Footwear market is expanding fast riding on the growing demand from a fashion forward middle class.
The increasing purchasing capacity and a rising population are also buoying demand for footwear and encouraging brands to rev up efforts to grab a hold of the market, said industry insiders.
“The per capita usage of footwear is rising. There is hardly anyone now who does not own a pair of shoes,” said Md Ruhul Amin Molla, chief executive of Orion Footwear, a concern of one of the biggest conglomerates Orion Group.
Orion entered the local footwear market two years ago to bank on this growing market that is dominated by small retail outlets across the country.
He said the per capita consumption of footwear, including leather, is 3-pairs, which was 1.7-pairs five years back.
Molla said the local footwear market that was worth Tk 16,000 crore in 2016 is growing 10-15 percent a year. Some other players said the market size stands at around Tk 7,000 crore to Tk 8,000 crore.
The country consumes 30 crore pairs of footwear annually, he added.
“This is a huge sector that is dominated by the informal market,” he said, adding that the brands are expanding their foothold in the domestic market.
The organised sector began to secure a growing market share after some export oriented footwear companies started opening outlets a decade ago, said operators.
Earlier, Bata Bangladesh was the lone chain retailer.
After the entry of Apex in 2006, others such as Bay, Jennys, Zeil's, Leatherex, and Lotto also approached to win the hearts of consumers.
The entry of new players, coupled with marketing campaigns, steady growth of the economy and political stability in the last two years boosted the local footwear market, said industry insiders.
It also helps that the brands are offering a wide array of designs, and better quality products at fixed prices, they added.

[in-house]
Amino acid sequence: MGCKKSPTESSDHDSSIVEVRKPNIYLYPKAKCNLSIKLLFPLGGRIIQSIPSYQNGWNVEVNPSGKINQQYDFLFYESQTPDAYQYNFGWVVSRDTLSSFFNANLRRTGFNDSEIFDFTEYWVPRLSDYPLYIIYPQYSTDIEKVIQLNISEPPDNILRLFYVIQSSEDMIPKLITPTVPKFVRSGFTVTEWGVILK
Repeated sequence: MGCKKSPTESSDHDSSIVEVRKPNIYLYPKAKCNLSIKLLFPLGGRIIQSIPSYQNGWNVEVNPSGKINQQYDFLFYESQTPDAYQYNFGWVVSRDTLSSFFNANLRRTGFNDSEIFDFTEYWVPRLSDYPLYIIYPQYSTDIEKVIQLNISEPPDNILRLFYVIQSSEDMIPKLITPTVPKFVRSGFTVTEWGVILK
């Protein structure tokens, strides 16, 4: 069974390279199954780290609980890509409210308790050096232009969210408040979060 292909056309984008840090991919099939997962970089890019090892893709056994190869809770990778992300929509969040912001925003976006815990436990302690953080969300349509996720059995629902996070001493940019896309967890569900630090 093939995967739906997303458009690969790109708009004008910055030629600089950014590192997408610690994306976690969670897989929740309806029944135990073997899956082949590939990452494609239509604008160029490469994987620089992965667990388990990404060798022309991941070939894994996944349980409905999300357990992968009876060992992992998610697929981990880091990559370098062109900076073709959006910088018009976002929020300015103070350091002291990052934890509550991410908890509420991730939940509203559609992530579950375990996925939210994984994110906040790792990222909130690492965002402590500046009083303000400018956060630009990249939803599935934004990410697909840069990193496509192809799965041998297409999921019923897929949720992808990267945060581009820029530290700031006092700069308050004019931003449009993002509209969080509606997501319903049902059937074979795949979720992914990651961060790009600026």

“There is scope to grow in this market. It is an untapped market in a developing country,” said Rajan Pillai, chief operating officer of Apex Footwear Ltd, a leading footwear marketer. He said it is difficult to get established in markets like Europe.
“But in a country that is emerging and untapped, if you have the right vision and goals, you will become established.”
Fifteen to twenty years from now, the market will be dominated by chain retail outlets, said Pillai. Apex currently has 224 stores; the number will rise to 250 before the upcoming Eid festivities, said said Zoheb Ahmed, head of marketing at Apex.
Razib Jahan Ferdous, senior manager of customer service and loyalty programme of Bata Bangladesh, said the entry of new firms and expansion of retail outlets will help the market grow further. Consumers prefer to shop for trendy footwear in comfortable environments, which the brands can better cater to, he added.
The multinational began its journey by opening its first retail store at Sadarghat in Dhaka in 1962. It now has 240 stores and over 500 dealers throughout the country.
There is potential for footwear exports as well for competitive labour costs, availability of raw materials and Bangladesh's reputation in terms of quality and delivery, said industry operators.
Leather and footwear is the second biggest export earner after apparel, fetching more than $1 billion thanks to increasing shipments, according to Export Promotion Bureau.
Today, around 220 tanneries, 2,500 footwear making units and 90 large firms make footwear and leather goods mainly for export, according to Leathergoods and Footwear Manufacturers and Exporters Association of Bangladesh.